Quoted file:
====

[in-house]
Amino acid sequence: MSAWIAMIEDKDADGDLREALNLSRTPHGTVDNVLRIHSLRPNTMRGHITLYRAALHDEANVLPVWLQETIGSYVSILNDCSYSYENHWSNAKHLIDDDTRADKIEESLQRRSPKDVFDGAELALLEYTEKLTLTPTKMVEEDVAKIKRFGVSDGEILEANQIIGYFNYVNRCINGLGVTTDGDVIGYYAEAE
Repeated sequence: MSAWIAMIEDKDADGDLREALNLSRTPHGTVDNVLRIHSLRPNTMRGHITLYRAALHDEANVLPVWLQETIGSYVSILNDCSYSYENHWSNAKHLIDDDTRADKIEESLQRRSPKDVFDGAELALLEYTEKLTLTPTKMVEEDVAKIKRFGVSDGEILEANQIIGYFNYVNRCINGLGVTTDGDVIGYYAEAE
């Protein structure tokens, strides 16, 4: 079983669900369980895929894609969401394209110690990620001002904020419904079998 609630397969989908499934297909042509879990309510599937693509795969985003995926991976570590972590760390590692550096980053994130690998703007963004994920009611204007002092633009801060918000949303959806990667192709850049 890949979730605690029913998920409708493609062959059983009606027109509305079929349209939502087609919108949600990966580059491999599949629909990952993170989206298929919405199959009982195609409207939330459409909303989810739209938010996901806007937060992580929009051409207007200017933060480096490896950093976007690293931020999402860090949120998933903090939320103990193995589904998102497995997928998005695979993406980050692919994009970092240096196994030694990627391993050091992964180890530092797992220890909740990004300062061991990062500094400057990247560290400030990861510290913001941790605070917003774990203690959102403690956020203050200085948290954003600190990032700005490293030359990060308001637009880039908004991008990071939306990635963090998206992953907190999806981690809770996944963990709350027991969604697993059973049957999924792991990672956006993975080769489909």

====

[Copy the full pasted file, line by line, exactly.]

[in-house]
Amino acid sequence: MSAWIAMIEDKDADGDLREALNLSRTPHGTVDNVLRIHSLRPNTMRGHITLYRAALHDEANVLPVWLQETIGSYVSILNDCSYSYENHWSNAKHLIDDDTRADKIEESLQRRSPKDVFDGAELALLEYTEKLTLTPTKMVEEDVAKIKRFGVSDGEILEANQIIGYFNYVNRCINGLGVTTDGDVIGYYAEAE
Repeated sequence: MSAWIAMIEDKDADGDLREALNLSRTPHGTVDNVLRIHSLRPNTMRGHITLYRAALHDEANVLPVWLQETIGSYVSILNDCSYSYENHWSNAKHLIDDDTRADKIEESLQRRSPKDVFDGAELALLEYTEKLTLTPTKMVEEDVAKIKRFGVSDGEILEANQIIGYFNYVNRCINGLGVTTDGDVIGYYAEAE
């Protein structure tokens, strides 16, 4: 079983669900369980895929894609969401394209110690990620001002904020419904079998 609630397969989908499934297909042509879990309510599937693509795969985003995926991976570590972590760390590692550096980053994130690998703007963004994920009611204007002092633009801060918000949303959806990667192709850049 890949979730605690029913998920409708493609062959059983009606027109509305079929349209939502087609919108949600990966580059491999599949629909990952993170989206298929919405199959009982195609409207939330459409909303989810739209938010996901806007937060992580929009051409207007200017933060480096490896950093976007690293931020999402860090949120998933903090939320103990193995589904998102497995997928998005695979993406980050692919994009970092240096196994030694990627391993050091992964180890530092797992220890909740990004300062061991990062500094400057990247560290400030990861510290913001941790605070917003774990203690959102403690956020203050200085948290954003600190990032700005490293030359990060308001637009880039908004991008990071939306990635963090998206992953907190999806981690809770996944963990709350027991969604697993059973049957999924792991990672956006993975080769489909």